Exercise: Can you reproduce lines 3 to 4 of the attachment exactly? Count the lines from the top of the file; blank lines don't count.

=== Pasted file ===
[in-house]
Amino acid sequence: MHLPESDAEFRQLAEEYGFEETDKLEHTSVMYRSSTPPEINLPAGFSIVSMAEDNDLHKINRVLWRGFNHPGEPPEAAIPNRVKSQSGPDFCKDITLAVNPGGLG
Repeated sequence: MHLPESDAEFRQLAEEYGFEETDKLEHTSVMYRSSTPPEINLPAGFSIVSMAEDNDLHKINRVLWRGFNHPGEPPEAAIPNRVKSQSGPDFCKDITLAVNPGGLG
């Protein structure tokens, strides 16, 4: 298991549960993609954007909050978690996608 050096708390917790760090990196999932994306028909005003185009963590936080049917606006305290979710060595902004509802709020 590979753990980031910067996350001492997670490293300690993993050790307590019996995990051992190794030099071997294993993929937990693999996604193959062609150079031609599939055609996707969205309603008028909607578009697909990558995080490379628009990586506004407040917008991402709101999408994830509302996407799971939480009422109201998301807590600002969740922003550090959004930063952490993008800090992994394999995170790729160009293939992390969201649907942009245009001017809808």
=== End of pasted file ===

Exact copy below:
Repeated sequence: MHLPESDAEFRQLAEEYGFEETDKLEHTSVMYRSSTPPEINLPAGFSIVSMAEDNDLHKINRVLWRGFNHPGEPPEAAIPNRVKSQSGPDFCKDITLAVNPGGLG
């Protein structure tokens, strides 16, 4: 298991549960993609954007909050978690996608 050096708390917790760090990196999932994306028909005003185009963590936080049917606006305290979710060595902004509802709020 590979753990980031910067996350001492997670490293300690993993050790307590019996995990051992190794030099071997294993993929937990693999996604193959062609150079031609599939055609996707969205309603008028909607578009697909990558995080490379628009990586506004407040917008991402709101999408994830509302996407799971939480009422109201998301807590600002969740922003550090959004930063952490993008800090992994394999995170790729160009293939992390969201649907942009245009001017809808």